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Flashcards in visual fields recap Deck (54):
1

what is the incidence of visual field loss in the general public

3-5%

2

name the two basic classifications of visual field methods

static and kinetic

3

how is the kinetic visual field assessment carried out

start from a non seeing area and move in until px detects the target

4

what is static perimetry the best technique for

the detection and investigation of early field loss

5

why is detection of early field loss crucial

to detect primary open angle glaucoma

6

name the two classifications/strategies of static perimetry

threshold and supra threshold

7

name the two types of threshold static perimetry

full threshold and SITA/ZATA

8

how does the full threshold strategy work

each location is thresholded sing a staircase procedure

9

how does the SITA/ZATA strategy work

it is a quicker version of the full threshold strategy

10

how does the supra threshold strategy work

stimuli are first presented at an intensity that is calculated to be above the patient's threshold, if the stimuli are seen, then it is assumed that no significant defect exists

11

list 7 advantages of the threshold strategies for testing visual fields

- sensitive to shallow field loss and early fluctuations in glaucomatous VF loss
- visual field progression (glaucoma)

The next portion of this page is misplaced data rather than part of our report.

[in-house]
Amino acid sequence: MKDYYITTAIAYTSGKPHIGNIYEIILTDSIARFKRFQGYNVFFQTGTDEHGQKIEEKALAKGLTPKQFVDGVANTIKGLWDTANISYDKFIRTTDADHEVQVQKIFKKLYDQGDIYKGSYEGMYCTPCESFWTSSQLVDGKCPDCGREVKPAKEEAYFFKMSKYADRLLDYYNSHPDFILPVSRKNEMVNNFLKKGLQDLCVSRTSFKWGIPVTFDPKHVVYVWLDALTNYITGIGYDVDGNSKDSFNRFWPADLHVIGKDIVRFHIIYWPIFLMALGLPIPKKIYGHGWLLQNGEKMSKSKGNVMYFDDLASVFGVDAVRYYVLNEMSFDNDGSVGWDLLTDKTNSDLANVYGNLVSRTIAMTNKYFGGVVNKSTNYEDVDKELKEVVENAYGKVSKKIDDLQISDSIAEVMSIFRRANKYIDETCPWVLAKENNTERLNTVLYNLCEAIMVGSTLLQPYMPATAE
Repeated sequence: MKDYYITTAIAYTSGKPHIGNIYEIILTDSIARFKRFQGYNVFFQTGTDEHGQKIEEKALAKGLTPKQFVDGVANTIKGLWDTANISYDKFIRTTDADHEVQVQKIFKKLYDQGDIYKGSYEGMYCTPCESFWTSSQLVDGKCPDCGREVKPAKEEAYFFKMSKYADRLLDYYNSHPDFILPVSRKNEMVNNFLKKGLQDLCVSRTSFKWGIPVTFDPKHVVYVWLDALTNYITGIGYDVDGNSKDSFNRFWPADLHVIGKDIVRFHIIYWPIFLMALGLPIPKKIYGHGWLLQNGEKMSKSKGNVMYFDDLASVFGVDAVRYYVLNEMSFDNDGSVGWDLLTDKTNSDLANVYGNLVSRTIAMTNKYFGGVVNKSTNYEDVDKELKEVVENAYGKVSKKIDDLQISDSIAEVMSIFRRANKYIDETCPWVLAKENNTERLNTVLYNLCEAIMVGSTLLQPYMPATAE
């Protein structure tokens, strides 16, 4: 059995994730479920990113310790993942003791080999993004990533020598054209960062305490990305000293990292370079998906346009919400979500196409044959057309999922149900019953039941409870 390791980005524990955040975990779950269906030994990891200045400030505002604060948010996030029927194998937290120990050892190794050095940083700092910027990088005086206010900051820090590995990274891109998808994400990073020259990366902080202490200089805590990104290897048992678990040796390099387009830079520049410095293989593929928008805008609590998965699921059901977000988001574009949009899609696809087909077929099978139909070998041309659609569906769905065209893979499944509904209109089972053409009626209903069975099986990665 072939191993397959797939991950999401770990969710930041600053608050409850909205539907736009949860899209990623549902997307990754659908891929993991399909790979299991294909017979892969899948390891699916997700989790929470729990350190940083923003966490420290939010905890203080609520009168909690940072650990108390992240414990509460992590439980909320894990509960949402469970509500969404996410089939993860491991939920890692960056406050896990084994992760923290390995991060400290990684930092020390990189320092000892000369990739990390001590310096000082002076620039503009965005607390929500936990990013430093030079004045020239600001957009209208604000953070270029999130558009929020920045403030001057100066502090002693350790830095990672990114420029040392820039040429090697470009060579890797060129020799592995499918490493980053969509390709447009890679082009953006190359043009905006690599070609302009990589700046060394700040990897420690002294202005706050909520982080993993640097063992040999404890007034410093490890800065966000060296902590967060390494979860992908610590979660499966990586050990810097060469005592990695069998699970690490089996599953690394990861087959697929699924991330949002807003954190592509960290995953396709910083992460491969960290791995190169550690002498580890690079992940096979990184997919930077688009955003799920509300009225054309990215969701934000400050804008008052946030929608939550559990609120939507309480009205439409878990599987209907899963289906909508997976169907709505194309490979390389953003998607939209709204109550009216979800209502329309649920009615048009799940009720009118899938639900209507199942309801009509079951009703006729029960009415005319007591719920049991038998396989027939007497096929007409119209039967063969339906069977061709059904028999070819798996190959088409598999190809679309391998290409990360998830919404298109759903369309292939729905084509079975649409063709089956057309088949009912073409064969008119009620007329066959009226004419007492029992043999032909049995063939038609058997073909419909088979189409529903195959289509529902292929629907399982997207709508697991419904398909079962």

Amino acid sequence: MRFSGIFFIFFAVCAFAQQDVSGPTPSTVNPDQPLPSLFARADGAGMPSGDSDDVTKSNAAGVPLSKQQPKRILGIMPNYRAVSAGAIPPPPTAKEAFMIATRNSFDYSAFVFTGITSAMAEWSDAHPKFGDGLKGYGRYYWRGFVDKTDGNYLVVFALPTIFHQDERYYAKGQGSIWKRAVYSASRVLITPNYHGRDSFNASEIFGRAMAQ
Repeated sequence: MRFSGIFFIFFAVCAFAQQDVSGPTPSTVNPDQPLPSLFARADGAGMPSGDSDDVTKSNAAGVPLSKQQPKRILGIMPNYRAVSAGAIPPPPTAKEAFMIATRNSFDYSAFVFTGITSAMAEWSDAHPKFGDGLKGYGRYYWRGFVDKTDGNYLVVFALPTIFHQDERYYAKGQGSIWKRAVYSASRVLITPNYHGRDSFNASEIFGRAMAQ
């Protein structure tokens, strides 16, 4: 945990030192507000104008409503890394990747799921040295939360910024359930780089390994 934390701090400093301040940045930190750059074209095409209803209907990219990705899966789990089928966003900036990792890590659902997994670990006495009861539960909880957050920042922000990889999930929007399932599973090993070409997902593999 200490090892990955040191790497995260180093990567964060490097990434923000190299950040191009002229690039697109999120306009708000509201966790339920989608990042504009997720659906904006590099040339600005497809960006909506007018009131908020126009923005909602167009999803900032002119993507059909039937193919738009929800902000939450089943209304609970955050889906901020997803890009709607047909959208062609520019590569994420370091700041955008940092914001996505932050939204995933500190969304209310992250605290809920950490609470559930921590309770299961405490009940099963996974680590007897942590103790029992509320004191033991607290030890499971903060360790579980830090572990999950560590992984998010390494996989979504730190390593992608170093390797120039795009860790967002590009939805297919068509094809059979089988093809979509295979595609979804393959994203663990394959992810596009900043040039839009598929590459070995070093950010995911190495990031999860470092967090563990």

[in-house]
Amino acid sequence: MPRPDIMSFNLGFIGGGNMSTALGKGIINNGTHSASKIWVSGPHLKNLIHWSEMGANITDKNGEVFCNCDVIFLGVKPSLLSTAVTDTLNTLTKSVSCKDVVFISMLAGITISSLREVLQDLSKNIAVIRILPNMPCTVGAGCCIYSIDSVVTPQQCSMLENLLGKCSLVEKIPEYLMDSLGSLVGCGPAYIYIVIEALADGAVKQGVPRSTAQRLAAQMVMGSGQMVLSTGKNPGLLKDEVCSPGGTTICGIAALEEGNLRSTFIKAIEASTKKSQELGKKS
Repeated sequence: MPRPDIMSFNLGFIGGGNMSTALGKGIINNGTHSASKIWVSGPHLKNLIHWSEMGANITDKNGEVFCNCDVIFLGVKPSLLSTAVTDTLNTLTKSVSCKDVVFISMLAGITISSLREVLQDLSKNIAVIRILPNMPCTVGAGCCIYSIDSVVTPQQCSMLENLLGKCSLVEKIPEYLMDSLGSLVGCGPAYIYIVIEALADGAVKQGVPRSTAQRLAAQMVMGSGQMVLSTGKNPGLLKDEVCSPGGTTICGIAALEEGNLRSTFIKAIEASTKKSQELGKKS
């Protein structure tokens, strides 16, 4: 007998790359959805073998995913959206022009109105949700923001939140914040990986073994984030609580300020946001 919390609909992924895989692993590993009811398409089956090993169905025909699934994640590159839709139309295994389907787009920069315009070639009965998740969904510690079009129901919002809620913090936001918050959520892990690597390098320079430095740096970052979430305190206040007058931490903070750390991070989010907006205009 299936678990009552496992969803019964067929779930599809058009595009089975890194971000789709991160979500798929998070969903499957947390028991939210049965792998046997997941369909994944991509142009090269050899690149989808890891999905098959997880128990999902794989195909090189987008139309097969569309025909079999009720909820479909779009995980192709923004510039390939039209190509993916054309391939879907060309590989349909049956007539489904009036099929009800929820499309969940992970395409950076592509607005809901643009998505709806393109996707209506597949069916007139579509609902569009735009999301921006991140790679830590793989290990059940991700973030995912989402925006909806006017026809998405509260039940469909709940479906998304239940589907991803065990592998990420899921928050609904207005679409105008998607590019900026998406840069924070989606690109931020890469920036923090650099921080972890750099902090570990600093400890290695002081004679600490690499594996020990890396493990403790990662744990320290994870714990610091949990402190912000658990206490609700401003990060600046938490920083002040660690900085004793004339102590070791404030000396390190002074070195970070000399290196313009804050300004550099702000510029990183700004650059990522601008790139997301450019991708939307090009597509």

- allows statistical analysis
- diagnostic information
- provides information about reliability of the data
- highly skilled perimetrist not needed
- reproducible VF test/testing conditions

12

name a disadvantage of the threshold strategy for testing visual fields

time consuming

13

name 3 advantages of the supra threshold strategy for testing visual fields

- multiple or single stimulus has enabled speed up of investigation and able to assess visual fields on every visit
- good screening test
- no need for highly trained perimetrist

14

name a disadvantage of the supra threshold strategy for testing visual fields

insensitivity to shallow visual field defects = poor detection of early POAG

15

name 3 types of visual field equipments for kinetic perimetry

- gross perimetry/confrontation
- arc perimeters
- certain bowl perimeters e.g. goldman, octopus

16

name 2 types of static perimeters and give examples of the manufacturers that do them

- automated perimeter - Humphrey field analyser and modern Henson models

- automated/semi-automated perimeters - Henson for supra threshold testing

17

explain how the automated static perimeter works

the decision making process of the examination strategy is exclusively controlled by the computer and does not require intervention of the operator

18

explain how the semiautomated static perimeter works

some field tests require the operator to control the examination strategy
e.g. we have to find the patients threshold, or during multiple stimulus when we have to ask the patient how many lights they can see